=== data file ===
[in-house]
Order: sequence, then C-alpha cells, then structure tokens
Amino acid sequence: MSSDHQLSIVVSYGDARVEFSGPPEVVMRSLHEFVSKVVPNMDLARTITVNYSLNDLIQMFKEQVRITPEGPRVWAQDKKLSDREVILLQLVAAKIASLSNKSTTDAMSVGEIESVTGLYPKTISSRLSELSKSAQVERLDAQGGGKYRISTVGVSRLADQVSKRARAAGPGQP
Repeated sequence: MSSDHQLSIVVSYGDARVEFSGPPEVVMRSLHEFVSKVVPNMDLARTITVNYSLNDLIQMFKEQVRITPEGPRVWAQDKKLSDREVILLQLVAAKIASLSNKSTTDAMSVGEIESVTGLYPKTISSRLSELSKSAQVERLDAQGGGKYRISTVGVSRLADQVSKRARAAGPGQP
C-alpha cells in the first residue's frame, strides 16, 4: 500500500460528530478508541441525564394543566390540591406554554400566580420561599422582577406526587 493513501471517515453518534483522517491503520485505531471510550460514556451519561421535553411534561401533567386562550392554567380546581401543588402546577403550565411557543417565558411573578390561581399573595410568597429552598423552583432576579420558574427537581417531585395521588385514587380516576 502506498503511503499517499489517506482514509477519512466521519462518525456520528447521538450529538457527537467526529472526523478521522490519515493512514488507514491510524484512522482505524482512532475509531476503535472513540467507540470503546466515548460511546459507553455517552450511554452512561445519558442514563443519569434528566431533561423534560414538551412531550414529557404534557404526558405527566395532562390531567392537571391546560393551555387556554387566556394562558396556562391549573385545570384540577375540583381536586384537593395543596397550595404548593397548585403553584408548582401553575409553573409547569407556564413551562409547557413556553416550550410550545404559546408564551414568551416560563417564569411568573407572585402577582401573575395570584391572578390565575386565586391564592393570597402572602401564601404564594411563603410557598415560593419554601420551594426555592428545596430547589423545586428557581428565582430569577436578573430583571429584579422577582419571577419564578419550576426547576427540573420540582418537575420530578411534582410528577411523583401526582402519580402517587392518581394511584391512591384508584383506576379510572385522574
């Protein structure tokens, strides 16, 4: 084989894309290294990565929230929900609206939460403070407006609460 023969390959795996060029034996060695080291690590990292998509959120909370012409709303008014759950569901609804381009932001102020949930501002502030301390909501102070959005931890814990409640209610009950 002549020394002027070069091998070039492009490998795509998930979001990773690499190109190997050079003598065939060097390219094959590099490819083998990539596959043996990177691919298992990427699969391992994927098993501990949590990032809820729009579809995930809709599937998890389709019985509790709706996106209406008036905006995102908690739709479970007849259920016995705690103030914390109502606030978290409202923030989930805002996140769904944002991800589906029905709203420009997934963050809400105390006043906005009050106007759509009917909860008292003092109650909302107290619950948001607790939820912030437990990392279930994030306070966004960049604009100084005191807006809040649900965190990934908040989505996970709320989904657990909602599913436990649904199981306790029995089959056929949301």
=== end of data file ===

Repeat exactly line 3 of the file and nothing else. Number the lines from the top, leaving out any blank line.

Amino acid sequence: MSSDHQLSIVVSYGDARVEFSGPPEVVMRSLHEFVSKVVPNMDLARTITVNYSLNDLIQMFKEQVRITPEGPRVWAQDKKLSDREVILLQLVAAKIASLSNKSTTDAMSVGEIESVTGLYPKTISSRLSELSKSAQVERLDAQGGGKYRISTVGVSRLADQVSKRARAAGPGQP